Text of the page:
There is a detailed description in: Wee Hon Tan, Practical Attacks on the MIFARE Classic (Department of Computing Research of the Imperial College London; report, September 2009; see in particular section 4). It would be a good idea that you write an answer on your question based on that material.
Nov
23
comment Decrypt with only the cipher file and the key?
Context, how the file came to you, its name and extension (if any), whatever metadata the file system keeps, perhaps the meaning of the key itself, might help you. Also, it is not uncommon that encryption programs put some fixed value at the beginning of the file, which could give a clue as to what that program is. For example, files enciphered in the 7-zip native file format start with the two bytes 37 7A (7z). The length of the file could conclusively rule out some methods.
Nov
23
comment Why we can't implement AES 512 key size?
@owlstead: I am considering doing something about the 2011 paper; the IEEE lists itself as the publisher, the first author had an affiliation, and some papers in that IAS 2011 conference have a summary that looks fair. For the 2010 and 2014 papers, sad truth is that we can not trust publishers at face value, even those not on this list
Nov
22
comment Addition / Multiplication modulo 13
The first table is still not that of a group, but of the commutative monoid $({\mathbb Z_{13}},*)$ (hint: find the neutral element, then if every element has an inverse). Again, find the group you are working with, and check why $g=2$ is a generator by using the definition of that.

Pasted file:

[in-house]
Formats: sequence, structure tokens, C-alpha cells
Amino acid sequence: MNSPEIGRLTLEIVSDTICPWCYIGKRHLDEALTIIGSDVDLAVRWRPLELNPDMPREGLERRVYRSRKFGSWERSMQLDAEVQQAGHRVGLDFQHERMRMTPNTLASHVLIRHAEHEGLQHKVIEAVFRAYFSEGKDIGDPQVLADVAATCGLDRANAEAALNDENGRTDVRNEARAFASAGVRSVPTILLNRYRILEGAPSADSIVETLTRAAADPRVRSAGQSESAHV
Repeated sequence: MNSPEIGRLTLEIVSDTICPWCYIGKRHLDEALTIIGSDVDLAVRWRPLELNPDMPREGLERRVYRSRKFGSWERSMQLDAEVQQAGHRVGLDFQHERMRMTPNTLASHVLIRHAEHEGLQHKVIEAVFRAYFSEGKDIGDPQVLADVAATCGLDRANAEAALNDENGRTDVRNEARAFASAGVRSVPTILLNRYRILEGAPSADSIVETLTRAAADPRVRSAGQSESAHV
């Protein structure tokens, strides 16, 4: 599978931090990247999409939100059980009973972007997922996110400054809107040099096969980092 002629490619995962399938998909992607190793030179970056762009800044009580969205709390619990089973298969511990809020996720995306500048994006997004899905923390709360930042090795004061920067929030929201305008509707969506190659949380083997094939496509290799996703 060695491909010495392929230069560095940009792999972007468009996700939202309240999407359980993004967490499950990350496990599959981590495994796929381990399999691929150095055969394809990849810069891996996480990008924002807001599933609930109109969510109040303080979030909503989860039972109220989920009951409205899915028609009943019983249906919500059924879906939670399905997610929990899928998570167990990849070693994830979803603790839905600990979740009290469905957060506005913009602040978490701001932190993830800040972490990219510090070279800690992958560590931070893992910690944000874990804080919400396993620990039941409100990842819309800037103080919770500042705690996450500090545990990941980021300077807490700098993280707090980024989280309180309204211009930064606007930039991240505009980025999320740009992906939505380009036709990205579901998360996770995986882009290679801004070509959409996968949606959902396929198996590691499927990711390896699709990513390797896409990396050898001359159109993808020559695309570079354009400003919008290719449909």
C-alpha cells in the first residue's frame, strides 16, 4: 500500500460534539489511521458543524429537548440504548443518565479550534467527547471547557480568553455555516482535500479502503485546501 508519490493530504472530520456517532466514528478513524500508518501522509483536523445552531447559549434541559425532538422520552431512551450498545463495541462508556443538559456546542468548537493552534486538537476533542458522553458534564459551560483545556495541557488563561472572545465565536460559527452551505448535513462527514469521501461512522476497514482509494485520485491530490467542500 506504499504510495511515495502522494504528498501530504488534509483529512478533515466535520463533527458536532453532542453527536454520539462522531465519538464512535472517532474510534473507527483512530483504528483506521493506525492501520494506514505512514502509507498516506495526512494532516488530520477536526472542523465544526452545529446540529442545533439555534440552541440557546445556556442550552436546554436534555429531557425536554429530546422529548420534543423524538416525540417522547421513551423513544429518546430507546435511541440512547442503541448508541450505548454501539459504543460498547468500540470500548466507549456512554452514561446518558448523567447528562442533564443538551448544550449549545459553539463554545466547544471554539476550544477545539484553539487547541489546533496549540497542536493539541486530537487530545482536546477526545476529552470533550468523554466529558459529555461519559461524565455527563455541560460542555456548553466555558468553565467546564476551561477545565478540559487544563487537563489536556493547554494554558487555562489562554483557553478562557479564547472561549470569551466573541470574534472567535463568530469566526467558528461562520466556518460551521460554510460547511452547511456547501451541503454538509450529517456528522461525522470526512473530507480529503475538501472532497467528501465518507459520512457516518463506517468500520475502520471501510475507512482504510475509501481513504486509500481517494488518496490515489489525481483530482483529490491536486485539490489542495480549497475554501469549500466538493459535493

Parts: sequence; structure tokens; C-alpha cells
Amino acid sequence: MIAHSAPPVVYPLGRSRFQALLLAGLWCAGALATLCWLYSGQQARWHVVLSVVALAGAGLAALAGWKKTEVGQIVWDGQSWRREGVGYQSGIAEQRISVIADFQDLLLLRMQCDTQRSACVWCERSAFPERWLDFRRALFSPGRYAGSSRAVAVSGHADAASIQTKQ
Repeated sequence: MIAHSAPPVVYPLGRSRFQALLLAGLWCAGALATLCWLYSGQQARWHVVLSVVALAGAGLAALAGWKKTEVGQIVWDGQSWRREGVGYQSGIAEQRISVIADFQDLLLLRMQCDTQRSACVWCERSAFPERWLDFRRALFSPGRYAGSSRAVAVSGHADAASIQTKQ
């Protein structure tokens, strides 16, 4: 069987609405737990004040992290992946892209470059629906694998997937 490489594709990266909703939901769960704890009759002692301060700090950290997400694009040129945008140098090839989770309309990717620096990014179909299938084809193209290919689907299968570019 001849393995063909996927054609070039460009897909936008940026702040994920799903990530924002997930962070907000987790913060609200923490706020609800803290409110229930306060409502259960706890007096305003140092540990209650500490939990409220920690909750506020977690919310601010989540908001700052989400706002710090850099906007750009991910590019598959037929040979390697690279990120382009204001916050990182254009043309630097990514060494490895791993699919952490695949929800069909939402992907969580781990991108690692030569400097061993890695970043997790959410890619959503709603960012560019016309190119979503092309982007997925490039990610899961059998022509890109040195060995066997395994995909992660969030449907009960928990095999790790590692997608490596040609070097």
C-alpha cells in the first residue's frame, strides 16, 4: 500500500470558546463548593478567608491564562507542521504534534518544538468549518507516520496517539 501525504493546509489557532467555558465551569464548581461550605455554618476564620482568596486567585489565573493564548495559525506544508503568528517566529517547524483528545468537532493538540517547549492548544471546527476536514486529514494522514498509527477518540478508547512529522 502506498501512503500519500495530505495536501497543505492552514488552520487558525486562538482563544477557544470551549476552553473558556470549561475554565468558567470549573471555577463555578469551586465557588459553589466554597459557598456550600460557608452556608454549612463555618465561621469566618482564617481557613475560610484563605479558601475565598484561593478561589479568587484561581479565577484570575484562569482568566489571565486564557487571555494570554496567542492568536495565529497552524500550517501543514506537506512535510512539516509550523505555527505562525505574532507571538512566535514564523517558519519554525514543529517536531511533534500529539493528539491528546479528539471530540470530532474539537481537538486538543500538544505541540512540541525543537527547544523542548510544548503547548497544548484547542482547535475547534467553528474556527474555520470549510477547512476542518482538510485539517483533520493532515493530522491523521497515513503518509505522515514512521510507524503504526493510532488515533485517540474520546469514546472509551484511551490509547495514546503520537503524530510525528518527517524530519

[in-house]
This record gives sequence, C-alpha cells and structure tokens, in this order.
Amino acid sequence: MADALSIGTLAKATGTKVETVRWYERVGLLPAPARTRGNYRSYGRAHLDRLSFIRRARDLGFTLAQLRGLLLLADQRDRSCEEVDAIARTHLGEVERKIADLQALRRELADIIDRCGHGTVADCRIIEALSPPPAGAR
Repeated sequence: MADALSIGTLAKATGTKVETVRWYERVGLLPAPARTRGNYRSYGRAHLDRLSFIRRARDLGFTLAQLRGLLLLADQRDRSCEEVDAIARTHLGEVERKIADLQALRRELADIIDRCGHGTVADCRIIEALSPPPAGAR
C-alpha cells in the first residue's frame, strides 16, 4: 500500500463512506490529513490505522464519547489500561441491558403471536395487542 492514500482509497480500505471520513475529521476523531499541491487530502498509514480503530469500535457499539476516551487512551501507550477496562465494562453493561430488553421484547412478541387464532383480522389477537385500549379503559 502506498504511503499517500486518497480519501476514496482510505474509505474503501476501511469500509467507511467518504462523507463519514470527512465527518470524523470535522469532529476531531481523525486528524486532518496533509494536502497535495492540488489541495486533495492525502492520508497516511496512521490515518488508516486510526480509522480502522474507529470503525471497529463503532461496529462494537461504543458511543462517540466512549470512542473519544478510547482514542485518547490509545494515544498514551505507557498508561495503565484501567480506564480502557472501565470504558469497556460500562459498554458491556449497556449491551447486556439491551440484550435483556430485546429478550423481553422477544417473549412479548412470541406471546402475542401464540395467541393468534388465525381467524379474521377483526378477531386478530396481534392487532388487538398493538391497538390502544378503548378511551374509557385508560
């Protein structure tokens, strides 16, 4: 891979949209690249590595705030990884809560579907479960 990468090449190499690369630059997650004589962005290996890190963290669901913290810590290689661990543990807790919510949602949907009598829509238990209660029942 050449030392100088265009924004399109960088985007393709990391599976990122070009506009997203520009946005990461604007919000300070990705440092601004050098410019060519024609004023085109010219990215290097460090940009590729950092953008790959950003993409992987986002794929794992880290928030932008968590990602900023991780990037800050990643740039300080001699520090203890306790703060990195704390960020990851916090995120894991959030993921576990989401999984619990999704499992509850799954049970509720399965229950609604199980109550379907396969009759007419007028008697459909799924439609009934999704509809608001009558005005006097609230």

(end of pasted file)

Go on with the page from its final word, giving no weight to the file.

Nov
22
comment Addition / Multiplication modulo 13
The (partial) tables are for the commutative monoid $({\mathbb Z_{13_\text h}},*)$ and the Abelian group $(\mathbb Z_{13_\text h},+)$, where $13_\text h=19$, rather than for what's stated. $\;$ By definition $g$ is a generator of a finite group $(S,\circ)$ iff $g\in S$, and any $x\in S$ can be written as $x=g\circ g\circ\dots g\circ g$, for some number of terms. $\;$ Ascertain what group you are working with (including, most importantly, what the group operation is), and apply that definition.
Nov
21
comment Python. RSA common modulus attack problem
Use Extended Euclidian to compute modular inverse. That maybe what gmpy.invert does.
Nov
21
comment Hash collision using the leading 40-bits of SHA-1
Your problem seems to be that only the cmp_hashhash step is reduced to 40 bits; assuming hash.CalculateDigest is SHA-1, the function that you iterate is 160-bit, and does not enter a cycle in a reasonable time. Change steps involving hash.CalculateDigest to truncate to 40 bit (perhaps just by changing 20 to 5), and see the magic of the birthday bound.